Thursday, October 4, 2012

The Magic Words of Money Management Part I – “proprietary”


The Magic Words of Money Management Part I – “proprietary”

Whether you’re a small retail investor or a huge institution, money managers are going to try to use a variety of magic words that are designed to entice you into placing your capital in their care. These words have been carefully chosen because they tend to tip the scales and induce the amateur and professional alike to invest.  I know this stuff works because I’ve had my fair share of success deploying the vocabulary.  In order to be an informed consumer, you need to know what these words really mean, so that you’ll develop the appropriate level of skepticism. 

Riverside Review (1999)


We will examine two typical pitches: in the first, a traditional stock or bond manager, or a hedge fund will try to wow you; and in the second, a private equity or real estate manager will whispers sweet nothings – at least they are sweet nothings to investors. 

Okay, here’s the first pitch, “we’ve developed proprietary investment models that enable us to excel at selecting securities.” 

The manager is telling you he has a secret formula.  This statement is effective because it’s supposed to inform you that he’s doing something special.  The beauty of the manager’s assertion is that you’re blocked from asking meaningful questions.  You might say, “How does your investment process work?”  The manager will smile and say, “I’d love to tell you, but our process is proprietary.  We have to protect our competitive advantage.”  He’ll then tell you how much time and effort went into building those models; he’ll toss out some jargon (e.g., multi-factor model, decile rankings, dynamic weighting) and the impressive credentials of his colleagues.  Even in situations where I’d signed a confidentiality agreement with the manager, I faced this stonewall.  At times I’d plead with the manager and remind him that I’d sworn in blood to reveal nothing.  The manager would say nothing, but his eyes would say, “trust me.” Invest purely on the basis of trust? I don’t think so.

The truth is that very little in money management is truly proprietary.  Dozens of managers are analyzing the same factors using very similar models.  However, if they were to drop the word “proprietary” the potential investor would quickly realize that there’s nothing special going on.  The lesson: you shouldn’t invest with anyone who hides behind “proprietary” and won’t explain how his investment process works.  And, you shouldn’t accept an answer that is filled with jargon.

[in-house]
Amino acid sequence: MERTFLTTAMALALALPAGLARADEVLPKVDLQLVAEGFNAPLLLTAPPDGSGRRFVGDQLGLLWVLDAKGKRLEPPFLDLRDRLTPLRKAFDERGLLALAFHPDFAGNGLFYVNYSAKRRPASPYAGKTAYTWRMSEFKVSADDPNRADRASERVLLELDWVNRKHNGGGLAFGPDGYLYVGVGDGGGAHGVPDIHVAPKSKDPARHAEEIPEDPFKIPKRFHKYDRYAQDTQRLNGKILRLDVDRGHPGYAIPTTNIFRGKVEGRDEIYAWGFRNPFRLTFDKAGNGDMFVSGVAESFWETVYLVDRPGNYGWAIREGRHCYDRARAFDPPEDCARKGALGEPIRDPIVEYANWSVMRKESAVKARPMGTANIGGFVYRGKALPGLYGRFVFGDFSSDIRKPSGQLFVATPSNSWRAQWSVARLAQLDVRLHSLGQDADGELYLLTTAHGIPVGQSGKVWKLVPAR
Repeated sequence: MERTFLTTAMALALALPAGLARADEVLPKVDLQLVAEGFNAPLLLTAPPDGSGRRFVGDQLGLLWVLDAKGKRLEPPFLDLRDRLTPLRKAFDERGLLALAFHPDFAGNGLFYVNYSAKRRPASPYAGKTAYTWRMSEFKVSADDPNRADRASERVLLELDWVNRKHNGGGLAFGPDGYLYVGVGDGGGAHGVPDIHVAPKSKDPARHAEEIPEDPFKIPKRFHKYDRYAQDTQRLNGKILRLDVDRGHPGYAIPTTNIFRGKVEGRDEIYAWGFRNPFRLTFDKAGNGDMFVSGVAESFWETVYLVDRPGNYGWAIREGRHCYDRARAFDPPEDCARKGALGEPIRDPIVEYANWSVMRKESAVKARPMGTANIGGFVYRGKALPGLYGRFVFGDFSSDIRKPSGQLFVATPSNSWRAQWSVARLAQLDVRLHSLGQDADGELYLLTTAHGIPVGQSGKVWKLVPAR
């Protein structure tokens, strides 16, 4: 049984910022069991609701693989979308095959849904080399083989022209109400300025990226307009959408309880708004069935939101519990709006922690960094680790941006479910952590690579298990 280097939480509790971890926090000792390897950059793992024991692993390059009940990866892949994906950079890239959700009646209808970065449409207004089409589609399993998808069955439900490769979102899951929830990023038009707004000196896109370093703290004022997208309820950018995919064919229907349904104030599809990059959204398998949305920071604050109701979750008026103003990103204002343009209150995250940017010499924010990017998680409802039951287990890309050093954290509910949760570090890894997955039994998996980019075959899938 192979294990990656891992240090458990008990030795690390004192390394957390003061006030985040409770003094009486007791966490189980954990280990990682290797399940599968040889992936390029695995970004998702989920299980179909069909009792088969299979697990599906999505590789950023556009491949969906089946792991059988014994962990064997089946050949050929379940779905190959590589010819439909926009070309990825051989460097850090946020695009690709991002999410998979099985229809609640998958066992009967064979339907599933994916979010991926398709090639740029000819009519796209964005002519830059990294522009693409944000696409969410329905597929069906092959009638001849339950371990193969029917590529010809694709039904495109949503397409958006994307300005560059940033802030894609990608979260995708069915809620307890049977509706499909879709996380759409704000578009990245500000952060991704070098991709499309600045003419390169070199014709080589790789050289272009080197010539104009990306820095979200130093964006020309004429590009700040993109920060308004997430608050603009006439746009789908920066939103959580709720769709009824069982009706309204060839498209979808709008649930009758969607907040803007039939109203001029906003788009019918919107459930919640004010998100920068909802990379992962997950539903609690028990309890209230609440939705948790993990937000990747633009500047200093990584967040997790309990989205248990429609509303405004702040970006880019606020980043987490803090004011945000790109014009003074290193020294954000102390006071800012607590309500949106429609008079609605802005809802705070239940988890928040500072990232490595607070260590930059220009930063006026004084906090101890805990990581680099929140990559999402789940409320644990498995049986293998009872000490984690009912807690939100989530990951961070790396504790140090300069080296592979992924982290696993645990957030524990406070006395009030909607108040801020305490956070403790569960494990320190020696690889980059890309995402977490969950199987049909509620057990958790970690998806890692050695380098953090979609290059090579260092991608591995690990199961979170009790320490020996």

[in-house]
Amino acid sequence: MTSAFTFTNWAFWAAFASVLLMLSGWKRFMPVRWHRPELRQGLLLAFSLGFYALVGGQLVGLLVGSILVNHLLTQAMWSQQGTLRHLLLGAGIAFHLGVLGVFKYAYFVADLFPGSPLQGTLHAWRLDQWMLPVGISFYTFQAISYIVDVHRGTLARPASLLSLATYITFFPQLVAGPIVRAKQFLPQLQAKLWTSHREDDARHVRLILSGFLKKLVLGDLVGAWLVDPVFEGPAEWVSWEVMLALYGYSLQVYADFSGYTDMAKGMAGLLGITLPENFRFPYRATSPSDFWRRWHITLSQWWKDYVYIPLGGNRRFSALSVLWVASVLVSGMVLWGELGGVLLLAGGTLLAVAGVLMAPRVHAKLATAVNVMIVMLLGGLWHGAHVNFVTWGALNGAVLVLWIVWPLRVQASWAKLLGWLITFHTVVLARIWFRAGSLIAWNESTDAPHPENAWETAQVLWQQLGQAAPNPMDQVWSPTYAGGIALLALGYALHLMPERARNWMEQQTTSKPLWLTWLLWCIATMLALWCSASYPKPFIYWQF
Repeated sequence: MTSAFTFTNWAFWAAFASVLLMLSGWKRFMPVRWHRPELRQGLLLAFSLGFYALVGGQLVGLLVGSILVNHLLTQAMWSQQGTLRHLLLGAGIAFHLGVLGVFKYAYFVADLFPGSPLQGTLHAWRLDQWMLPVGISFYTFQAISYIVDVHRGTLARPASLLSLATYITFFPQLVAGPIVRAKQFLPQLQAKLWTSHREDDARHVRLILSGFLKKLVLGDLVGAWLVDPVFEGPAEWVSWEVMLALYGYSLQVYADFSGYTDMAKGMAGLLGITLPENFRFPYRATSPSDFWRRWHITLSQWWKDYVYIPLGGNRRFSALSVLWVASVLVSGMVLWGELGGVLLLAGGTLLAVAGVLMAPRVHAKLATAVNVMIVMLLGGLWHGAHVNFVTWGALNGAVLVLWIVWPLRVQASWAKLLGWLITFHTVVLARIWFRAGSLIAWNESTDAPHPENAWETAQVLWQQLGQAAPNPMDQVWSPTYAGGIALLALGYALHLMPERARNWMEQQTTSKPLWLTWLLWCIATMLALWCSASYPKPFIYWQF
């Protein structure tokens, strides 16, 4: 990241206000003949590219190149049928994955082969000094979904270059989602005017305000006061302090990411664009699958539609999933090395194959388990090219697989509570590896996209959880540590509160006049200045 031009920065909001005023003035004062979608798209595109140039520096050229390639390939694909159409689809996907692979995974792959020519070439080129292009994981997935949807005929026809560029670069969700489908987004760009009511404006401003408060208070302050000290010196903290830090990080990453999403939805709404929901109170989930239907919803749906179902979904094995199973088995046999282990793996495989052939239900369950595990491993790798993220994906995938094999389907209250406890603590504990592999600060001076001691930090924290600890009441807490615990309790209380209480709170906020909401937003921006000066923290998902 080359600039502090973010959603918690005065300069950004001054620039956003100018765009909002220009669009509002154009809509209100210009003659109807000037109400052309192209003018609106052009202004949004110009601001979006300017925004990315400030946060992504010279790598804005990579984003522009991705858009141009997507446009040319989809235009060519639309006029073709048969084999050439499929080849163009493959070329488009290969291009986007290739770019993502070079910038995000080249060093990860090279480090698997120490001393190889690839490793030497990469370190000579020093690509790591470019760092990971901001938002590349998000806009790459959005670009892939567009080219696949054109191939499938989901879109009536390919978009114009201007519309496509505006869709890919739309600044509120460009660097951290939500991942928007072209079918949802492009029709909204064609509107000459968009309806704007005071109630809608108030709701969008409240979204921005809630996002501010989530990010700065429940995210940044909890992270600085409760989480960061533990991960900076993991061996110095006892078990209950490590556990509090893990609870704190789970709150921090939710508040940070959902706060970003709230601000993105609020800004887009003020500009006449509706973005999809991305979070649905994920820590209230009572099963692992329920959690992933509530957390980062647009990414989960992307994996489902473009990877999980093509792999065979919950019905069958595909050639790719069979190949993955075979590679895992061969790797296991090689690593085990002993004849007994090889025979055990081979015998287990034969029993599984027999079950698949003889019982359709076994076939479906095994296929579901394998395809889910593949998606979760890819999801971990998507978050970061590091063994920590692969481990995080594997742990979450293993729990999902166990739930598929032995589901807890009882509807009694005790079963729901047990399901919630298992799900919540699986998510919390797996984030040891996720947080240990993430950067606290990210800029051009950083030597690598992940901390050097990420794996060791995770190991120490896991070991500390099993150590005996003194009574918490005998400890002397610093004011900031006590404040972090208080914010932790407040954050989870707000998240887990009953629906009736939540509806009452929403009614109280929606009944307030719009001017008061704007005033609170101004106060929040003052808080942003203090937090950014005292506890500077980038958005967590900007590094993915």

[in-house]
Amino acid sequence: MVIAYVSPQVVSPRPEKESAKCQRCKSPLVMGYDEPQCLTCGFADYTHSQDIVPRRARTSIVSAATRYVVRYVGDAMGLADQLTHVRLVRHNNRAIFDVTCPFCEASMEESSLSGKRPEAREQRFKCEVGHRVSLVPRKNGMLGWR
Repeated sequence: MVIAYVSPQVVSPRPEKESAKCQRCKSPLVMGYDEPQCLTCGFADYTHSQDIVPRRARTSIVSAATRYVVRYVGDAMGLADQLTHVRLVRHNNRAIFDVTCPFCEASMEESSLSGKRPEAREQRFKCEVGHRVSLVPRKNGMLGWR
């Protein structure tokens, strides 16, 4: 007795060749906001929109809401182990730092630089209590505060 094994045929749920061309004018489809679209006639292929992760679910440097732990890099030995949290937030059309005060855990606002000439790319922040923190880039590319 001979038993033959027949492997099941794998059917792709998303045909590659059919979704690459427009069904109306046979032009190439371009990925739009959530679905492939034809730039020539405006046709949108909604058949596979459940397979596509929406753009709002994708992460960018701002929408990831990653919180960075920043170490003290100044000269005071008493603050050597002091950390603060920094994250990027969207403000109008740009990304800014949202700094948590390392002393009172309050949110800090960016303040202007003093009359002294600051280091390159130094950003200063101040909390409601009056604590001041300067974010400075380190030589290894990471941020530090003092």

Next we’re pushing our shopping cart down the specialty aisle, looking for a private equity or real estate manager.   He’s going to say something like: “We have developed a “proprietary” pipeline of deals, which enables us to buy companies (or real estate) cheaply.”  The manager is trying to convince you that he’s got an advantage from the very beginning of the investment process because he can buy companies (or real estate) below their fair value and therefore create an instant profit.  Sounds enticing, doesn’t it?  Before he’s leveraged the company, and made all those operational changes that are going to create value, he’s trying to infer that we’re already in the black.  Normally I’d advise that you walk away from any manager making this claim, but since they all make the claim we just have to live with the fib.  Every now and again, a manager can get his hands on a cheap deal, especially if he can induce the management to back his bid (not very nice for the existing shareholders, but then again investing isn’t meant to be nice [it's not meant to be evil either]).  However, for the most part auctions, investment bankers, and competitors will make sure there aren’t very many bargains.

The lesson is to tune out this part of the pitch and doodle in your notebook until the manager moves onto the next part of his presentation, because proprietary deal flow is like a subatomic particle that only appears fleetingly.

Fortunately for investment managers, many investors want to believe that there is some magic in an investment process or deal pipeline, so the Power Point presentation or prospectus is going to use the word proprietary. With the other magic words that I’ll discuss in subsequent posts, they will raise money from investors.

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